Buttressing Your Business Against All Odds
In your world, your business is of highest priority. You sacrifice to meet client needs, work late to meet deadlines—You make things happen. Yet, while you’re building your house, the nefarious underground is working just as hard, chipping away at your foundation. Bit by bit, one client record at a time, your rock-solid reputation can crumble. Are you prepared to deal with such a risk?
Not If, But When
Security researchers fervently stress that hackers are always there, at the perimeter, searching for easy entrance. In fact, a recent New York Times article cites unlikely third-party remote access points as pivotal in the cybersecurity battle—think HVAC systems, printers and videoconferencing equipment, even vending machines. The NYT article references information security expert Arabella Hallawell, who asserts that a staggering 70% of data breaches reviewed by her company have third-party affiliations.
Generally, cybercriminals’ bottom line is financial. When a weak spot is found, prepare for a “no holds barred” attack. News headlines daily remind us that data breaches are costing companies some serious cash. Well beyond scare tactics, this is reality. The question remains: Is your company protected against this inevitable risk?
Most states have enacted legislature in a scrambled attempt to mitigate data breach loss to consumers. Whether they know it or not, they are fighting with shape-shifters. Technology, cybercrime and its perpetrators are constantly adapting; up-to-date is soon out-of-date. Each innovation raises complex questions regarding information security. Here we briefly delve into the legal side of things.
Lost Face Scenario
From the top down, lawmakers and leaders are calling for stricter notification standards. Some call for sweeping, nationwide initiatives, while others prefer a state-to-state method. On that front, here’s big news. In an April 7, 2014 decision, the Federal Trade Commission (FTC) took jurisdiction over a data breach case involving a giant in the travel and hospitality industry. The FTC alleged that the hotel chain’s “failure to safeguard personal information caused substantial consumer injury.” We’re talking about “more than 500,000 payment card accounts, and the export of hundreds of thousands of consumers’ payment card account numbers.” If that averages out to say, $2 per record in fees and follow-up, how could any company afford such a hit?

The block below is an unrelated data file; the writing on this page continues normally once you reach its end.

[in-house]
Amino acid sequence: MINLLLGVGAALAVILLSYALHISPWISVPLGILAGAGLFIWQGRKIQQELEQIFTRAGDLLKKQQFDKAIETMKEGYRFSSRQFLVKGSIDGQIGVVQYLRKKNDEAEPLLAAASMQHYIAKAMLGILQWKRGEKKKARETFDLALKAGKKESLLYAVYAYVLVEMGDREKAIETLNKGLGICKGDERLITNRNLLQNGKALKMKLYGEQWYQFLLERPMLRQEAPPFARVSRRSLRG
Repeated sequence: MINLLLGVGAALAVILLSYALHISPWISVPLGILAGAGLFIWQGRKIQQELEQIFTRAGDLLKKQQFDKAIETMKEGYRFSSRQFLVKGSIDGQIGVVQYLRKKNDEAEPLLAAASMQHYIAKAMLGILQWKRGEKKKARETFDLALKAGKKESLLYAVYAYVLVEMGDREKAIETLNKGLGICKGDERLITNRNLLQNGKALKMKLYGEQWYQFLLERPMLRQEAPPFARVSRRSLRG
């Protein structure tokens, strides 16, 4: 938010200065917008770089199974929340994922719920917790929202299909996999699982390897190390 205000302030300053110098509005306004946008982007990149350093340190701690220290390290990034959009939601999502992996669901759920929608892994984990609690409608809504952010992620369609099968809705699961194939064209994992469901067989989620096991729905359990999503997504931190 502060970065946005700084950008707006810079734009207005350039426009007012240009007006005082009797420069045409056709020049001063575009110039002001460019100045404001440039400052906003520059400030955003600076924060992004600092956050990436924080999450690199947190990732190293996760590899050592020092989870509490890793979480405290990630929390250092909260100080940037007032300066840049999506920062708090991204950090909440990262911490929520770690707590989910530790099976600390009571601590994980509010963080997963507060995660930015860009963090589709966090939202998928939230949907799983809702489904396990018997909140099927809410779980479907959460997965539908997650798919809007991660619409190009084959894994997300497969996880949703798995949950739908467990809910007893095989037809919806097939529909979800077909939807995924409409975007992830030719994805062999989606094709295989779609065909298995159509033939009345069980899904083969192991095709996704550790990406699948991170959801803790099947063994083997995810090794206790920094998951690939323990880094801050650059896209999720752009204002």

Though the ruling is specific to this case and its particular circumstances, we can certainly extract a precedent: Federal power can supersede that of states when it comes to protecting consumers. Another lesson: When a data breach strikes your business, consequences promise to be devastating.
Currently in Ohio, House Bill (HB) 104 requires notification if a data breach is likely to trigger fraud. The attorney general is then vested with the power to impose heavy fines if a company fails to comply—from $1,000 to $10,000 per day. Looking at your company’s current assets, knowing that criminals are at the back door, and factoring in state and possible federal laws, you may be at a crossroads. Your life’s work and reputation are at stake—Where to begin? How to proceed? We can help.
The aforementioned FTC case sets a legal precedent, yet it also informs your cyber insurance decision-making. Some vital considerations: Will you be protected if a third-party inroad is the source of the breach? If regulatory fines or penalties are incurred, will you be covered?
Preparing for the inevitable attack means staring into the darkness: Stepping into the unknown and anticipating the worst. Get ready for raw data, numbers and figures. Pinpointing weak spots and realistically assessing possible loss provides a tangible sense of risk—It can also be frightening.
But you don’t have to go it alone. Schedule regular audits to identify vulnerabilities. Stay atop of resources that keep you informed and your systems up-to-date. Moreover, choose your insurance plan wisely: Where do you anticipate most threats originating? Are these the instances for which you would be covered? And which will you be paying for out-of-pocket?
The threat of cybercrime is real, and your livelihood is on the line. Yet despite the dangers, the challenge is not insurmountable. Take the necessary steps to protect the investments you’ve made in your company.